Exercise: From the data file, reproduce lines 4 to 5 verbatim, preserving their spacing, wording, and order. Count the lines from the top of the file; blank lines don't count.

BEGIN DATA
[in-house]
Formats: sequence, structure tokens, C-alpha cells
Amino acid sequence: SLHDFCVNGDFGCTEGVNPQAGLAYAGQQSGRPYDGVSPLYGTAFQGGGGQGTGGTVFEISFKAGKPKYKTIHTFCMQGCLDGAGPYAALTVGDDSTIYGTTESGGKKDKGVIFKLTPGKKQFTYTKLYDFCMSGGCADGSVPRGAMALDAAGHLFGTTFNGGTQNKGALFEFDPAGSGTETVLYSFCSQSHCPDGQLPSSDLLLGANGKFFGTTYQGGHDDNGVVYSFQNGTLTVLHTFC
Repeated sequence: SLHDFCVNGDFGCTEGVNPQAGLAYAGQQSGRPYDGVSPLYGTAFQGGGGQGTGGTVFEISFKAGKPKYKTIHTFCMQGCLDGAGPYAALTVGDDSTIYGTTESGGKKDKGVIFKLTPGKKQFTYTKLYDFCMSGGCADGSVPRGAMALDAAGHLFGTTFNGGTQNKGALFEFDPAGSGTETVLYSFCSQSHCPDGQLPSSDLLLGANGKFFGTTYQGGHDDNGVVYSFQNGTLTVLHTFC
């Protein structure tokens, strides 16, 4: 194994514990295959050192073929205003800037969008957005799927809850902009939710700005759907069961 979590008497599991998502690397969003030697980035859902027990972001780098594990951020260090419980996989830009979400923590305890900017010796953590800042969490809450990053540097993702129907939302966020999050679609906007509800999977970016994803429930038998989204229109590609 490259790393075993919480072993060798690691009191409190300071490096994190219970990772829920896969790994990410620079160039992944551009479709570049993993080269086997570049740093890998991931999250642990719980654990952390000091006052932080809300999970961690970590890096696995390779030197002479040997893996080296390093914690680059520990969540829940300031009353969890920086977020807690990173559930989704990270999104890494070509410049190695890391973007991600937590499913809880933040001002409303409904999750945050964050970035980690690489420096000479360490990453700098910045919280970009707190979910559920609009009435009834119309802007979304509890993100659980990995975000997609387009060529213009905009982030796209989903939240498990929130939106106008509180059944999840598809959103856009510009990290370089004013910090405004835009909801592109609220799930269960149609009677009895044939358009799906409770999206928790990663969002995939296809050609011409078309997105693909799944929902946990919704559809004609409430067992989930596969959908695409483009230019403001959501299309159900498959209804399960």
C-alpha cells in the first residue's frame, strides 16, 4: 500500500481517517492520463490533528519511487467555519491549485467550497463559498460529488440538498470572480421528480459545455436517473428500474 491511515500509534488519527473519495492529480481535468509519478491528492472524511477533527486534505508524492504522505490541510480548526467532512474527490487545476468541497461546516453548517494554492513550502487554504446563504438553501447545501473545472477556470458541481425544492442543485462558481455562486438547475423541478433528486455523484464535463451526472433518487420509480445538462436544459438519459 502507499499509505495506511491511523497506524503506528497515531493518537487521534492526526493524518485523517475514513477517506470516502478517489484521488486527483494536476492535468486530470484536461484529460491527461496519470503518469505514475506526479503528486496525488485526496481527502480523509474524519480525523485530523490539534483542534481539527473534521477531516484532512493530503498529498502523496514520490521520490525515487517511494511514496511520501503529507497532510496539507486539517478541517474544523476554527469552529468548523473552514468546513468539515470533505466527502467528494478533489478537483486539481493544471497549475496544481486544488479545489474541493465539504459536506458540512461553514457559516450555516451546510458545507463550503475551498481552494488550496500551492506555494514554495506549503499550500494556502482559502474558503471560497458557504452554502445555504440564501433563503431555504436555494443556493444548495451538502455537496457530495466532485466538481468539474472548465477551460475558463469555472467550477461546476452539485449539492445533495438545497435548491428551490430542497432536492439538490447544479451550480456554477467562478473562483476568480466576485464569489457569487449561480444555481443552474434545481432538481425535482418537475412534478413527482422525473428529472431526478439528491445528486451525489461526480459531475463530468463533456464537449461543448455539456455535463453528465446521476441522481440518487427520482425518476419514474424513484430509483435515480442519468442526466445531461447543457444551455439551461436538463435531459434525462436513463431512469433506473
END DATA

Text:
Repeated sequence: SLHDFCVNGDFGCTEGVNPQAGLAYAGQQSGRPYDGVSPLYGTAFQGGGGQGTGGTVFEISFKAGKPKYKTIHTFCMQGCLDGAGPYAALTVGDDSTIYGTTESGGKKDKGVIFKLTPGKKQFTYTKLYDFCMSGGCADGSVPRGAMALDAAGHLFGTTFNGGTQNKGALFEFDPAGSGTETVLYSFCSQSHCPDGQLPSSDLLLGANGKFFGTTYQGGHDDNGVVYSFQNGTLTVLHTFC
């Protein structure tokens, strides 16, 4: 194994514990295959050192073929205003800037969008957005799927809850902009939710700005759907069961 979590008497599991998502690397969003030697980035859902027990972001780098594990951020260090419980996989830009979400923590305890900017010796953590800042969490809450990053540097993702129907939302966020999050679609906007509800999977970016994803429930038998989204229109590609 490259790393075993919480072993060798690691009191409190300071490096994190219970990772829920896969790994990410620079160039992944551009479709570049993993080269086997570049740093890998991931999250642990719980654990952390000091006052932080809300999970961690970590890096696995390779030197002479040997893996080296390093914690680059520990969540829940300031009353969890920086977020807690990173559930989704990270999104890494070509410049190695890391973007991600937590499913809880933040001002409303409904999750945050964050970035980690690489420096000479360490990453700098910045919280970009707190979910559920609009009435009834119309802007979304509890993100659980990995975000997609387009060529213009905009982030796209989903939240498990929130939106106008509180059944999840598809959103856009510009990290370089004013910090405004835009909801592109609220799930269960149609009677009895044939358009799906409770999206928790990663969002995939296809050609011409078309997105693909799944929902946990919704559809004609409430067992989930596969959908695409483009230019403001959501299309159900498959209804399960």